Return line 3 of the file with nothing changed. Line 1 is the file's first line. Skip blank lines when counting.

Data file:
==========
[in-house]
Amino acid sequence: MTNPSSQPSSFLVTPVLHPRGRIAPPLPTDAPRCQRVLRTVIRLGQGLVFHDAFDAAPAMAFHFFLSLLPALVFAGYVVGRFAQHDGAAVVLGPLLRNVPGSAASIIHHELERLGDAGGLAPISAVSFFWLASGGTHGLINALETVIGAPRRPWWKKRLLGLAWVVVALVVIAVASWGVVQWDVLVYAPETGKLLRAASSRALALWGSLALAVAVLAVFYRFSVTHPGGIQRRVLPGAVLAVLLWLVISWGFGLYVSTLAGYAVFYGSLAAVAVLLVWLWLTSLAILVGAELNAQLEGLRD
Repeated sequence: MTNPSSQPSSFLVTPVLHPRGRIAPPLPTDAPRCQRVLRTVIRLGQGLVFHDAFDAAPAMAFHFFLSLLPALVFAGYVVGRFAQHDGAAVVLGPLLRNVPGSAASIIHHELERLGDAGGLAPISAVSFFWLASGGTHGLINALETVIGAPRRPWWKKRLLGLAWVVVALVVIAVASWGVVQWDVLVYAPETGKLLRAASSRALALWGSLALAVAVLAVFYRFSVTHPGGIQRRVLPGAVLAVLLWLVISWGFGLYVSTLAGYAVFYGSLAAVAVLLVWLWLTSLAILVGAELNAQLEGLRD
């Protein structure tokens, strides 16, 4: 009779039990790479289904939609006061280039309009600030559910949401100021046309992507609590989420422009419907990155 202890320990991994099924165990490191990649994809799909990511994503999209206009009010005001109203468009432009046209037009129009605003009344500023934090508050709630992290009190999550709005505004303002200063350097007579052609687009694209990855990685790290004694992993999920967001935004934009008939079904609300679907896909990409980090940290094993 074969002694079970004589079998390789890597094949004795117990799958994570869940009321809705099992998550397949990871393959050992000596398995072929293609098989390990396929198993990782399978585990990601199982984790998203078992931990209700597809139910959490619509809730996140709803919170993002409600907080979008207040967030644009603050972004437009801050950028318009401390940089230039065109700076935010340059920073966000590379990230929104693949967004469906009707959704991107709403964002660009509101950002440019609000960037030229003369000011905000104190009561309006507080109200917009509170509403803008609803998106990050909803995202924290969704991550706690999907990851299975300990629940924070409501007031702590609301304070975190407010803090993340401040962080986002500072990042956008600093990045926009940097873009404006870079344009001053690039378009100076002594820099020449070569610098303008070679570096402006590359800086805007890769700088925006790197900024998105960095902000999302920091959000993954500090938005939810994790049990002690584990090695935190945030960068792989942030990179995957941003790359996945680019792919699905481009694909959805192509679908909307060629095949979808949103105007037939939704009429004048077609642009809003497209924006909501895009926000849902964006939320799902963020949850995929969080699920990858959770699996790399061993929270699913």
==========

Repeated sequence: MTNPSSQPSSFLVTPVLHPRGRIAPPLPTDAPRCQRVLRTVIRLGQGLVFHDAFDAAPAMAFHFFLSLLPALVFAGYVVGRFAQHDGAAVVLGPLLRNVPGSAASIIHHELERLGDAGGLAPISAVSFFWLASGGTHGLINALETVIGAPRRPWWKKRLLGLAWVVVALVVIAVASWGVVQWDVLVYAPETGKLLRAASSRALALWGSLALAVAVLAVFYRFSVTHPGGIQRRVLPGAVLAVLLWLVISWGFGLYVSTLAGYAVFYGSLAAVAVLLVWLWLTSLAILVGAELNAQLEGLRD